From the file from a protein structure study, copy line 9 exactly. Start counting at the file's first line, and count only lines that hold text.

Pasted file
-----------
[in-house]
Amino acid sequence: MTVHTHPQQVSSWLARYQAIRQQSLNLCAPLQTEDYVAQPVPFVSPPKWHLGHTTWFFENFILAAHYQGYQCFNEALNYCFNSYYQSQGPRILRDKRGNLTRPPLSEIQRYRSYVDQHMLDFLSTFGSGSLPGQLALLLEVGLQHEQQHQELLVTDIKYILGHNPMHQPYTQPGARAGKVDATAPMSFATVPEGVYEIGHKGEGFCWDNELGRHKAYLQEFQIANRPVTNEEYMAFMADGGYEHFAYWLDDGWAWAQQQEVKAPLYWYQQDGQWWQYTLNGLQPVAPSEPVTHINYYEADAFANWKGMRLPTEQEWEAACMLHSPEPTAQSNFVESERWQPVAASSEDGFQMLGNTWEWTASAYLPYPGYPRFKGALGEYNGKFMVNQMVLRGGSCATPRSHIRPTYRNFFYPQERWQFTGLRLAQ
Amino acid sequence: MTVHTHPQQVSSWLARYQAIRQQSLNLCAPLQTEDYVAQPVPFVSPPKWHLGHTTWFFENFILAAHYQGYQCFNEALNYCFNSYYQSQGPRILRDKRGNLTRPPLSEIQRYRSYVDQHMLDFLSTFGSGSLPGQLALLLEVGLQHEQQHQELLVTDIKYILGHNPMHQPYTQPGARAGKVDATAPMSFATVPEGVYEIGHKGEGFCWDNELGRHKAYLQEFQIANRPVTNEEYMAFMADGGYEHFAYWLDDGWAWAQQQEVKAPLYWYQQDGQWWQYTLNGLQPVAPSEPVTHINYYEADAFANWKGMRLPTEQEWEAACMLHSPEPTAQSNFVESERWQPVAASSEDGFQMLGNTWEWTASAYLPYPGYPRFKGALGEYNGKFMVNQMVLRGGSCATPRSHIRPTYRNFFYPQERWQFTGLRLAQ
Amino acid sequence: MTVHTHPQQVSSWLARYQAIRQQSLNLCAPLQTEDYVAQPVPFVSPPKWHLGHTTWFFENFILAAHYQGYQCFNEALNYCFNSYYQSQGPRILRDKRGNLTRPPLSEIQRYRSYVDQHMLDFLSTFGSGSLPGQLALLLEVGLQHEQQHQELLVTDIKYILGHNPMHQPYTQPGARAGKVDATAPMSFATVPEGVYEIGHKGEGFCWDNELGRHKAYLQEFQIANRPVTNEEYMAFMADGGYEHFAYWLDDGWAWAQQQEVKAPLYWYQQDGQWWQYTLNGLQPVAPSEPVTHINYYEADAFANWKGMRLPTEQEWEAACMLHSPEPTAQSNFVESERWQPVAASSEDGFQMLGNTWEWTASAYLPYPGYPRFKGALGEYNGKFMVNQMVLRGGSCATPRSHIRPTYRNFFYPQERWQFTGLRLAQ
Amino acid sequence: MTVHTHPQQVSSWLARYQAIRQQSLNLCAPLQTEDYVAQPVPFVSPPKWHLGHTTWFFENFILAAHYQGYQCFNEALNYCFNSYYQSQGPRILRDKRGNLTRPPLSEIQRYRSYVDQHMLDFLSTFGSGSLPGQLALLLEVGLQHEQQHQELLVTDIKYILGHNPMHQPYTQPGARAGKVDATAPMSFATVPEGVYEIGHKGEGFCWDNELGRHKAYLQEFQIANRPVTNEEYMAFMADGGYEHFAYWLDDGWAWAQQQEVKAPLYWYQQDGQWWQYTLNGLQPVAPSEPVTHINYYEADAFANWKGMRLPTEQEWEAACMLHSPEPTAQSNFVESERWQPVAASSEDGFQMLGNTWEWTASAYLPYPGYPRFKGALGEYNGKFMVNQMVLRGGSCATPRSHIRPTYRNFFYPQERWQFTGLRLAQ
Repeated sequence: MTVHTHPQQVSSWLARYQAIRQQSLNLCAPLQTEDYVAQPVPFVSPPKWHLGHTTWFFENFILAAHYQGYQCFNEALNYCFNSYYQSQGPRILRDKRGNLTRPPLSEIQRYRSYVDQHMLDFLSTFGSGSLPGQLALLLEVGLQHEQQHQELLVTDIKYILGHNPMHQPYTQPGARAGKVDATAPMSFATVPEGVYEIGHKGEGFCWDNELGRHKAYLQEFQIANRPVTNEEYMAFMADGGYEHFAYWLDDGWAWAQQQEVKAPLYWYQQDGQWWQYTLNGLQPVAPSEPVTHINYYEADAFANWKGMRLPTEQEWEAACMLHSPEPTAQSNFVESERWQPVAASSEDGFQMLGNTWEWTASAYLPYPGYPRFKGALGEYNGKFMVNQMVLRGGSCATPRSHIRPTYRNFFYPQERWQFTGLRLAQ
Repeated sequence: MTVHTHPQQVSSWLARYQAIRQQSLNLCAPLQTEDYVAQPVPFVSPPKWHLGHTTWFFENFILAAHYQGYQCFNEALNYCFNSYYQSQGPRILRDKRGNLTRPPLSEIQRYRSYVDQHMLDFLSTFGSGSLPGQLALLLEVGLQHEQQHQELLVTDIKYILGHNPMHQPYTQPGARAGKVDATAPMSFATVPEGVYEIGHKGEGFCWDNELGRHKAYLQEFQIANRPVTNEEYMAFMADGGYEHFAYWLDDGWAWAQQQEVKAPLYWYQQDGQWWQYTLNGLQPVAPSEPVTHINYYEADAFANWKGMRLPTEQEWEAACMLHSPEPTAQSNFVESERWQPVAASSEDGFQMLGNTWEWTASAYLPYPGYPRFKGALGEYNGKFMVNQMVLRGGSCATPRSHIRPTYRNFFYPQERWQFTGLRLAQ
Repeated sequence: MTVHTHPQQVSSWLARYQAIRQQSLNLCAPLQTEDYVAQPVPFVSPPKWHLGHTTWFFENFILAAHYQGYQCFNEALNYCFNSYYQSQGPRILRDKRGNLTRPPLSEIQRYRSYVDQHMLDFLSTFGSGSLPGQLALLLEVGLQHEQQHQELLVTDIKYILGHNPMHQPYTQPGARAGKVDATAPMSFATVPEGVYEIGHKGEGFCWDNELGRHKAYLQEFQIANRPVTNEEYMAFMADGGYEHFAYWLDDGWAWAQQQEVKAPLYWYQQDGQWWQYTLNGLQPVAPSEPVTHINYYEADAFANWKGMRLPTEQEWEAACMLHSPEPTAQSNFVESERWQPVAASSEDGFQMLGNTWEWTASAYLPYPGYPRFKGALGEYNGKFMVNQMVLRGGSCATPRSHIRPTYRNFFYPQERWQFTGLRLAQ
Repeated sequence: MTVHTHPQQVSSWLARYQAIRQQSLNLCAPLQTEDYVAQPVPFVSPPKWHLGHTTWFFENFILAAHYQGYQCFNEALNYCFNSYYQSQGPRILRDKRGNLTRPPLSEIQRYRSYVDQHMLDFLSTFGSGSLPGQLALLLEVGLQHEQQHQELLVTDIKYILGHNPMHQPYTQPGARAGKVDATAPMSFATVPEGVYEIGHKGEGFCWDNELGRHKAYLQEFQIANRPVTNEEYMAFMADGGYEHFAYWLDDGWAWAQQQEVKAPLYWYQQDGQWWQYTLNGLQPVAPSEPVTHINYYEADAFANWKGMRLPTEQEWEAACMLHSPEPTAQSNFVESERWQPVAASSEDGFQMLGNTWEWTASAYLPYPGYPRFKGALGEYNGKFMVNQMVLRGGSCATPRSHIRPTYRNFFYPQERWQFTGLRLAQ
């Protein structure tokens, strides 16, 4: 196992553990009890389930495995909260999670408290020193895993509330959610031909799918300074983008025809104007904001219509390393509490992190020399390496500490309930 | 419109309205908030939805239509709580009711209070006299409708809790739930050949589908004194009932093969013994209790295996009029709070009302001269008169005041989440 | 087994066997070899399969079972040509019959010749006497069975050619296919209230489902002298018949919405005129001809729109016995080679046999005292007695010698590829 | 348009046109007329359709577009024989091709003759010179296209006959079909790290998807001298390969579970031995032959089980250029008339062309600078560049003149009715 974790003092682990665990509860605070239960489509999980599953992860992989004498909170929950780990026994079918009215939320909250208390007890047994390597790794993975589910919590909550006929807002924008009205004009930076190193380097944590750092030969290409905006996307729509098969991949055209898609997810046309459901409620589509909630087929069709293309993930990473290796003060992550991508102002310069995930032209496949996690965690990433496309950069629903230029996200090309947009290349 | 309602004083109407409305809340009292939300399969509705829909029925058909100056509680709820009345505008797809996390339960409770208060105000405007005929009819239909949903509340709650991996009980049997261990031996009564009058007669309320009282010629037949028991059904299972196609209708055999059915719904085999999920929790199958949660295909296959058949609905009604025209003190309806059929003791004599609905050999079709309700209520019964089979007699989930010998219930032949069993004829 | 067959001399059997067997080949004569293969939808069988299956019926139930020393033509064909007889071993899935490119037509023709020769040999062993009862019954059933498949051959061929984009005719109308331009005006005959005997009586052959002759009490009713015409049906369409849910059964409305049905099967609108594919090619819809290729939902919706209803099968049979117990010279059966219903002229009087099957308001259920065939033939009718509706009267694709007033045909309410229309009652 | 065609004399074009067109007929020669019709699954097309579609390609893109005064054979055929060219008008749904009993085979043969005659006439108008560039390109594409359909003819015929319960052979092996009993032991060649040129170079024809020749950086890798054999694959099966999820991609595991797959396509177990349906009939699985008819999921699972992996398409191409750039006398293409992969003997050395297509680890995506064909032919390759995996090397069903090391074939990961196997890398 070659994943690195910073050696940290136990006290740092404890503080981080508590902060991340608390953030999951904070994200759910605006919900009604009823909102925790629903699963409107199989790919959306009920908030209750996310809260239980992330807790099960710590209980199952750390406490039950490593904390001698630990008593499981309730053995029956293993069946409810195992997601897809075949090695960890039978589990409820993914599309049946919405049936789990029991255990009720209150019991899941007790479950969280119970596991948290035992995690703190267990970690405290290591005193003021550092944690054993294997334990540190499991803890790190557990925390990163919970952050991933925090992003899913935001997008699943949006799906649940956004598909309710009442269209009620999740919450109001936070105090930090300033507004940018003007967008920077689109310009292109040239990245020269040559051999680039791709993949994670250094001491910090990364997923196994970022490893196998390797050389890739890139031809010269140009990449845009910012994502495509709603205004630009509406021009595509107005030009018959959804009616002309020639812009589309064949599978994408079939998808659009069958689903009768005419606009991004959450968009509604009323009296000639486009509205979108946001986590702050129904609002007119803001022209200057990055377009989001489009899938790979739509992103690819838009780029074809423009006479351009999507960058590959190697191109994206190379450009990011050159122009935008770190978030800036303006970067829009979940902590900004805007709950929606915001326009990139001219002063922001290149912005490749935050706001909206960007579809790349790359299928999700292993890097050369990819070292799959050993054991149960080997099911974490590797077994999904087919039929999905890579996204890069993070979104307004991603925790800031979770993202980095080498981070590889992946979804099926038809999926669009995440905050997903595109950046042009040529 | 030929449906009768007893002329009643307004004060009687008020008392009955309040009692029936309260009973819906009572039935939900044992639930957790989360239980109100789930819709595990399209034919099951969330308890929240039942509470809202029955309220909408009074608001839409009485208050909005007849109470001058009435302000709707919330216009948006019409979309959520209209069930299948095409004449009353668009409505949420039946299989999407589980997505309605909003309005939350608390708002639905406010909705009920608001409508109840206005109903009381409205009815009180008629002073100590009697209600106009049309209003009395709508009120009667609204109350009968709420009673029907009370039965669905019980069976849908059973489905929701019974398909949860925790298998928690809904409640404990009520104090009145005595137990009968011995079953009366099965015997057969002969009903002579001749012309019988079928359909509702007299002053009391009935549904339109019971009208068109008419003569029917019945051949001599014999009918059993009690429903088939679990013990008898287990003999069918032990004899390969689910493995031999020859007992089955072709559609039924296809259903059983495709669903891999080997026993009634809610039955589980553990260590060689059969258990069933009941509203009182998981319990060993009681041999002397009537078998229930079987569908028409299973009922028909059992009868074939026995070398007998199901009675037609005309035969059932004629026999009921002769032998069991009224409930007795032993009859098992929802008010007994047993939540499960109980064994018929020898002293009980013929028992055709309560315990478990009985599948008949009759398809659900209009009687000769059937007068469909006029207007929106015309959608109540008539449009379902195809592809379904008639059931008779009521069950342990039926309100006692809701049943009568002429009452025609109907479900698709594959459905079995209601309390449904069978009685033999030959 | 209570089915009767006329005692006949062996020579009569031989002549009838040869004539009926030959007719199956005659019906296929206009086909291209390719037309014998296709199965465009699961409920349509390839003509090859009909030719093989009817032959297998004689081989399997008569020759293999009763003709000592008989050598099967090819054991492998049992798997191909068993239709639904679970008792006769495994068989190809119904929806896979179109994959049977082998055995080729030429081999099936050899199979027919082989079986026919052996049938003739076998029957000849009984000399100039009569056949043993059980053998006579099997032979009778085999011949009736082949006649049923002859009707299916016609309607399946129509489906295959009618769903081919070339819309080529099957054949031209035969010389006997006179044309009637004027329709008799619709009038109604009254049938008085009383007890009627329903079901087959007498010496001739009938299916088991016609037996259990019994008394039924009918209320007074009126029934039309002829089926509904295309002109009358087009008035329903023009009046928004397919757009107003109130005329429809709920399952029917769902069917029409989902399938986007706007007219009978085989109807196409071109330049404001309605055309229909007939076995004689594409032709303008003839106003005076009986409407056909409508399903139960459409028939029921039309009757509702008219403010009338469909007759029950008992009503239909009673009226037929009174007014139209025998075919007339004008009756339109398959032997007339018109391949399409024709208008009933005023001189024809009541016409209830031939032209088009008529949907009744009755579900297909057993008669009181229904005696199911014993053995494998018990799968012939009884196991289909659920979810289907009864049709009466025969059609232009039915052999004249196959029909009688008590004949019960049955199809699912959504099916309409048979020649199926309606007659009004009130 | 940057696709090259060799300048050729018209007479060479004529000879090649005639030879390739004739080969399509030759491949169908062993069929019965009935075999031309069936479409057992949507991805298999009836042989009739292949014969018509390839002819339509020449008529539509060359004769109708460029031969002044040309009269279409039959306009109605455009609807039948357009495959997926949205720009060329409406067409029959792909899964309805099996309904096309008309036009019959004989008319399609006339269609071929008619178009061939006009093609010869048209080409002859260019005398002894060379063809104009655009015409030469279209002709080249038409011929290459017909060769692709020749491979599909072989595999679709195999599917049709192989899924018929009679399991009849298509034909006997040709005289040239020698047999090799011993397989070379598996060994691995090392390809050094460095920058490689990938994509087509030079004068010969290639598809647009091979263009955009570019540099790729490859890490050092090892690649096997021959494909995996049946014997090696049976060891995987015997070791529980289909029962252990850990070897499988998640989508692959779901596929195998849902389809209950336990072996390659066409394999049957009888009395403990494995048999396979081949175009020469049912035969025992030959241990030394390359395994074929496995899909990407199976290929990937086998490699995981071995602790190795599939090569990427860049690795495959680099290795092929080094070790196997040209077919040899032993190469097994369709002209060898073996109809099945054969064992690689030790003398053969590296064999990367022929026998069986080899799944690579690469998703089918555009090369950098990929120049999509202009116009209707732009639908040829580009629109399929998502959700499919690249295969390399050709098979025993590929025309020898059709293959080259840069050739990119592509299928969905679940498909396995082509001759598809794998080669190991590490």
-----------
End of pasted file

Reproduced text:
Repeated sequence: MTVHTHPQQVSSWLARYQAIRQQSLNLCAPLQTEDYVAQPVPFVSPPKWHLGHTTWFFENFILAAHYQGYQCFNEALNYCFNSYYQSQGPRILRDKRGNLTRPPLSEIQRYRSYVDQHMLDFLSTFGSGSLPGQLALLLEVGLQHEQQHQELLVTDIKYILGHNPMHQPYTQPGARAGKVDATAPMSFATVPEGVYEIGHKGEGFCWDNELGRHKAYLQEFQIANRPVTNEEYMAFMADGGYEHFAYWLDDGWAWAQQQEVKAPLYWYQQDGQWWQYTLNGLQPVAPSEPVTHINYYEADAFANWKGMRLPTEQEWEAACMLHSPEPTAQSNFVESERWQPVAASSEDGFQMLGNTWEWTASAYLPYPGYPRFKGALGEYNGKFMVNQMVLRGGSCATPRSHIRPTYRNFFYPQERWQFTGLRLAQ